Augmented reality at MoMA and its implications

[From The New York Times

Editorial Notebook

Is That a Dagger I See?

Published: October 22, 2010

We’ve been waiting a long time for technology to deliver us an alternative reality, like the future in H.G. Wells’s “Time Machine,” Neo’s Matrix, or the universe of code navigated by the “Neuromancer” hacker, Case. The future has arrived, finally — by the prosaic hand of our cellphones. Chances are it will soon be sponsored by laundry detergent or a fast-food chain.

Just the other day, my iPhone showed me an exhibition at the Museum of Modern Art that most people around me didn’t know was there. Looking at the galleries through the phone’s camera, I saw a chunk of the Berlin Wall floating before me. There were faces suspended in midair in the museum’s immense atrium. Over the sculpture garden hovered a path through the desert along which illegal immigrants often die.

Other than being the venue, MoMA had nothing to do with the show. The organizers, artists Mark Skwarek from New York and Sander Veenhof from the Netherlands, used a smartphone application called Layar and uploaded the work to be seen at the MoMA galleries’ particular set of coordinates in space. It’s still “there.”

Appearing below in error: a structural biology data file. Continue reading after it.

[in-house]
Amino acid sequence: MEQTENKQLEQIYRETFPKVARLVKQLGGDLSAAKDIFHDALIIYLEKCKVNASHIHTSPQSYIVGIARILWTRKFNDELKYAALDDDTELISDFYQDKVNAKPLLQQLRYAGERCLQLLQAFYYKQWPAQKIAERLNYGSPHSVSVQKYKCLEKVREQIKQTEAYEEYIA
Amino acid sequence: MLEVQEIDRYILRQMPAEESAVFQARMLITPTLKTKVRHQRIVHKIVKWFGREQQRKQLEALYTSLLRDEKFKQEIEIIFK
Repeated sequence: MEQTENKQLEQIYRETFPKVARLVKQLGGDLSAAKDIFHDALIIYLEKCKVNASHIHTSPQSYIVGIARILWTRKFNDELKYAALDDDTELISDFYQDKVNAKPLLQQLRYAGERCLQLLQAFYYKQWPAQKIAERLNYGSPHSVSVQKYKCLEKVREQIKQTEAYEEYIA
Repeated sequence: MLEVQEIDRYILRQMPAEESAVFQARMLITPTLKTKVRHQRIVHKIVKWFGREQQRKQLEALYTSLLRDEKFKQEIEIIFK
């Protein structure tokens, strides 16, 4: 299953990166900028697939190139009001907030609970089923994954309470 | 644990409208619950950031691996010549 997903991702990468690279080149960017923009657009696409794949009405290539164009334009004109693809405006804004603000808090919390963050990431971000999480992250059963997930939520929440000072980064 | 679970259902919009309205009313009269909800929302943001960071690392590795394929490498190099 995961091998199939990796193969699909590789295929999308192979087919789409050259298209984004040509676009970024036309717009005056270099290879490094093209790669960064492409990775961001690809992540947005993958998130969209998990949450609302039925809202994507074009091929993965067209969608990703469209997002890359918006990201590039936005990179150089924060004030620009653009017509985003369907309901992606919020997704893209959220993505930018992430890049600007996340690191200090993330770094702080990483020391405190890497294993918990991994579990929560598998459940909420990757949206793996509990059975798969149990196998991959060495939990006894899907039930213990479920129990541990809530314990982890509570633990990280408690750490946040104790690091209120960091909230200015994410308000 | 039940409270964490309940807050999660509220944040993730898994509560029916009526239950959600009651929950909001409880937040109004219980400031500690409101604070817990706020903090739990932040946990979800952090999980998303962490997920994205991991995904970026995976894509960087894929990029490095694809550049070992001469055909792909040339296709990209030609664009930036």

This has specific relevance for artists. Since art is a value judgment — and being in a museum is one of the sure-fire tactics for something to be defined as art — being able to upload your stuff into the galleries of top modern art museums in the country without asking permission must be a handy trick.

Yet I wonder what this could do to our everyday experience. Just as I downloaded a filter onto my iPhone to find new art on MoMA’s walls, why couldn’t I overlay alternate skins on everything else? Maybe replace the building outside my window with a seascape? Or hang a disco ball from the subway car on my way home?

It can’t be long before some entrepreneur installs the technology on a pair of wraparound shades, with earplugs for sound. We could choose realities to drape over the world on iTunes. The bucolic will change cityscapes to forests; fast-food devotees will roam a world where everyone is lithe. I find this prospect unsettling. Right now, this may have the fun, innocuous feeling of Wii. But what will so many alternative realities do to the one in which we live?

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